Deciding to elevate your mood or feeling in each moment is vital for increasing your vibration, which in turn attracts things, people, and feelings of a like vibration. To be both rich and happy, you must make a positive mental attitude a basic habit of living.
If you are low on funds, praise and bless whatever you have, and imagine it growing larger. Blessing both what you have and what others have puts the law of increase into motion.
Gratitude is the key to an abundant life, because it puts you in a state of mind that attracts even more of what you are grateful for. Love, appreciation, and thanks are the essence of prosperity. It is right to become a giver, but you must also learn to be a good receiver.
Principles for creating wealth
The foundation of a prosperous life (combining material wealth, health, and mental wellbeing) is personal character, formed from self-control and cultivation of virtue. A person of integrity, trust, and good character is “bankable”; their riches evolve out of who they are as much as what they do.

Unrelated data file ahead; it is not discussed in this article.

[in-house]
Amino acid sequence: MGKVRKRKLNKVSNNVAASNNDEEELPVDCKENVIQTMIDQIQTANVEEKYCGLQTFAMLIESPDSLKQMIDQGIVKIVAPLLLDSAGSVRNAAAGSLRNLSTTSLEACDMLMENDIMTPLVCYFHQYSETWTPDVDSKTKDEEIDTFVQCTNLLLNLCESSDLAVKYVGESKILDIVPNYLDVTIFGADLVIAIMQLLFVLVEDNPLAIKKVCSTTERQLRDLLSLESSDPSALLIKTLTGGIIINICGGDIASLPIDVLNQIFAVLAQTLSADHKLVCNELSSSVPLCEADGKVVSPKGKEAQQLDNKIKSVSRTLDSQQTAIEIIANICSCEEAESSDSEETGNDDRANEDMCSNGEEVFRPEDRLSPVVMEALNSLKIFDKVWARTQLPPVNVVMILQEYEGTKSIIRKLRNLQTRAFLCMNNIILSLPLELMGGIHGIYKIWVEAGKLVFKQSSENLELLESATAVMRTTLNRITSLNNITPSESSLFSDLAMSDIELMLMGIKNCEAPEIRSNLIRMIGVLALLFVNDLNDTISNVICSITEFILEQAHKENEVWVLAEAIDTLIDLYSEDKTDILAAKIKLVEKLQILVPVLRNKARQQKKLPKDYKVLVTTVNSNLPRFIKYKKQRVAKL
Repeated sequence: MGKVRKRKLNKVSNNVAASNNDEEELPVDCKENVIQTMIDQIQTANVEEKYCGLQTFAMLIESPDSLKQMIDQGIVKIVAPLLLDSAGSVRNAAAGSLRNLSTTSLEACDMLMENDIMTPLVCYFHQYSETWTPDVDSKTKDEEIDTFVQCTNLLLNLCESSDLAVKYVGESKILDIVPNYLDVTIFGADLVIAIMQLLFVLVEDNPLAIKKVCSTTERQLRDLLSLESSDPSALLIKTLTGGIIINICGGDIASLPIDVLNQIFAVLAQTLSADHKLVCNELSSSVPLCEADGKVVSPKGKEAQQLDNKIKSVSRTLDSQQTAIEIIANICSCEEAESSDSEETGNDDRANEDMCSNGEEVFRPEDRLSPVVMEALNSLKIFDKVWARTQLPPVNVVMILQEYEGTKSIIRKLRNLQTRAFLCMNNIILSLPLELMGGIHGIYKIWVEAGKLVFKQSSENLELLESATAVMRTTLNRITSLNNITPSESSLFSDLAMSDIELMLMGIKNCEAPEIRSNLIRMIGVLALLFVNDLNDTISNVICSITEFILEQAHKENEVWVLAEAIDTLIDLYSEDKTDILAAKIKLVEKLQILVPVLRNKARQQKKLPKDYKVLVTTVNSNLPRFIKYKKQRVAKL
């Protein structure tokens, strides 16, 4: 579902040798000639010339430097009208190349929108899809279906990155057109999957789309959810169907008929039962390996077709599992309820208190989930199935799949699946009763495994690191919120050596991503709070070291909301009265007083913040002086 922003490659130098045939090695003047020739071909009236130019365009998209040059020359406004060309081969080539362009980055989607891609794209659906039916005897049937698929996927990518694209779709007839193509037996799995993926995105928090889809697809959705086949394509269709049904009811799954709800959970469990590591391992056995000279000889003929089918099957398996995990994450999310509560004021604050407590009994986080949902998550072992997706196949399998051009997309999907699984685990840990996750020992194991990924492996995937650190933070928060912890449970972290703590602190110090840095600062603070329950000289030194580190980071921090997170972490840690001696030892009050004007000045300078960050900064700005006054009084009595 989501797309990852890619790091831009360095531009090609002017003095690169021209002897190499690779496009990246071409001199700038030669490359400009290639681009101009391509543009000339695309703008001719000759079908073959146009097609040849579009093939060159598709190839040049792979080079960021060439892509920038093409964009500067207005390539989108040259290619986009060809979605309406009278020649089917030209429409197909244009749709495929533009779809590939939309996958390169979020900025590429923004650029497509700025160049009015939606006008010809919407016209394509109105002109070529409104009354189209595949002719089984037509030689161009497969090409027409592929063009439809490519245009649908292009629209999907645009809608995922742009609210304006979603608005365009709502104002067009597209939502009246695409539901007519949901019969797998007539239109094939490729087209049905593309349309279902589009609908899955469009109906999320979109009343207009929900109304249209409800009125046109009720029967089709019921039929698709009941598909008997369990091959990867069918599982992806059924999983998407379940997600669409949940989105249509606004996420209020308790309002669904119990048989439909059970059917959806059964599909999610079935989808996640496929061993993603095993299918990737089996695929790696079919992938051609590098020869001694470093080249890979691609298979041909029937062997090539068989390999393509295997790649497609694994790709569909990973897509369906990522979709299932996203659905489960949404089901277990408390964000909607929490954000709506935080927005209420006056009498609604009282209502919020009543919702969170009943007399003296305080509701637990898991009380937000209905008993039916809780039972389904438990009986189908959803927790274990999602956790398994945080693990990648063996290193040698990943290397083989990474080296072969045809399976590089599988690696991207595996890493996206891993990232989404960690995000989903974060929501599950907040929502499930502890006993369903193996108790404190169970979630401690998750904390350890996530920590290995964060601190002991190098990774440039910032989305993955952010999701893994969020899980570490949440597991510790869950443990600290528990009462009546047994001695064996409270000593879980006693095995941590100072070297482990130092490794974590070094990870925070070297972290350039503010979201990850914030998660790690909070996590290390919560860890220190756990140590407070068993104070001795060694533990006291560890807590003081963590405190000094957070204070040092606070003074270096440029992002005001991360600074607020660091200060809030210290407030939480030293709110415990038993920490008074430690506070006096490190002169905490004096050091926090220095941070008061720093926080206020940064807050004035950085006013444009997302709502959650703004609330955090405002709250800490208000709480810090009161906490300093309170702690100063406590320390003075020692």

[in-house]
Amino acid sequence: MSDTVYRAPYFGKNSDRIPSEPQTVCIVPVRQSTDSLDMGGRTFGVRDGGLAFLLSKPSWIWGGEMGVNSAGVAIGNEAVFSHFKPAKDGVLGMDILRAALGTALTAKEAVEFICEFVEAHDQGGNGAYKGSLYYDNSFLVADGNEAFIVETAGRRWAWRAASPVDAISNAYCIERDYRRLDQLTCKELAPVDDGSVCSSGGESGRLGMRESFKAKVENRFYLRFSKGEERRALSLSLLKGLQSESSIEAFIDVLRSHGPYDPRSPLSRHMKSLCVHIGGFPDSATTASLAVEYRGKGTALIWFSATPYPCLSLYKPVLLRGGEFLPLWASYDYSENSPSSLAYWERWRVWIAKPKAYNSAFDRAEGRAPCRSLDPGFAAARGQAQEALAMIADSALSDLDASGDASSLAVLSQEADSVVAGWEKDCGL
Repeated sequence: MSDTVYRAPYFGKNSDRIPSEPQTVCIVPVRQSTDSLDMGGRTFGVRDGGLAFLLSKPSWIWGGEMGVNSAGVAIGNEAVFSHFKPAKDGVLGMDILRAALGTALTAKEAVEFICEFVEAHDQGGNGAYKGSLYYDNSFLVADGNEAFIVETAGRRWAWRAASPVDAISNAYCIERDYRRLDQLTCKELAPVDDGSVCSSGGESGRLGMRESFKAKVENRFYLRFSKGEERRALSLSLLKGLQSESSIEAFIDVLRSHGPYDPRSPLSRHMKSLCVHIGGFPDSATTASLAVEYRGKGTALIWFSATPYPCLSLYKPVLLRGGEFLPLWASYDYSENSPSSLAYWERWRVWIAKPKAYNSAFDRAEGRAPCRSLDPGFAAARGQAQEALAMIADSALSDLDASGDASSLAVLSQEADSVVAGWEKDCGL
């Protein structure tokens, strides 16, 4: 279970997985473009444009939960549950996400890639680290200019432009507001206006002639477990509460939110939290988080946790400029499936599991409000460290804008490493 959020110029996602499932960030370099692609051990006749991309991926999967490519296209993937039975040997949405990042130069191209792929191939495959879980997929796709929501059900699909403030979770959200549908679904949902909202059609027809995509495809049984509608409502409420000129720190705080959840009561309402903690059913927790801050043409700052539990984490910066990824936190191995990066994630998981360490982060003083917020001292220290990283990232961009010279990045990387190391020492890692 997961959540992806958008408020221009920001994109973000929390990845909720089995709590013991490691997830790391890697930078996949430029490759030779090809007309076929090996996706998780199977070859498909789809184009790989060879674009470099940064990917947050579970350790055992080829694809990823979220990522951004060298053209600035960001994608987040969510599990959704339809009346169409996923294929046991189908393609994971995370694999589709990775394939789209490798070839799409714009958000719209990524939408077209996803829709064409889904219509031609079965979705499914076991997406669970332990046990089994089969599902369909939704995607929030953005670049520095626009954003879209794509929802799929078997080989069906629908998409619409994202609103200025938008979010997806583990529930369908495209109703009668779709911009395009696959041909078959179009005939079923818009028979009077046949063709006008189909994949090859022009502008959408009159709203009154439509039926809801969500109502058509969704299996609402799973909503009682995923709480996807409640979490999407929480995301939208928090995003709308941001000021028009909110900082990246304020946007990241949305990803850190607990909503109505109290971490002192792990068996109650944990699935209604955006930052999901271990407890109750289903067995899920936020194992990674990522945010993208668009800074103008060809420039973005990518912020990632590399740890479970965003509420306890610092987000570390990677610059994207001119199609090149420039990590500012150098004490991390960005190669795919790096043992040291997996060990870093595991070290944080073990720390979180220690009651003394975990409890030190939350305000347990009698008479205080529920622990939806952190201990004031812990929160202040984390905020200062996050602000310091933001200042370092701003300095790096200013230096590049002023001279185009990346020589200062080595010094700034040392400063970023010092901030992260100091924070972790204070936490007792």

Definiteness of purpose is essential to the success of the wealth creator. A clear purpose enables you to see setbacks as temporary, banishes fear and doubt, and inspires the help of others.
Do more than is asked or expected of you, “go the extra mile.” Putting in an extraordinary effort with no guarantee of gain is the basis of most great fortunes.
Whatever you do, provide, or create, make sure you do it in an outstanding way. Remember the Latin dictum In excellentia lucrum—in excellence is profit.
The fear of failure or embarrassment is the greatest obstacle to achieving wealth. Fear puts a brake on action, yet if you are not willing to fail you will forever be bound in circumstances that involve little risk. With little risk there are only small rewards.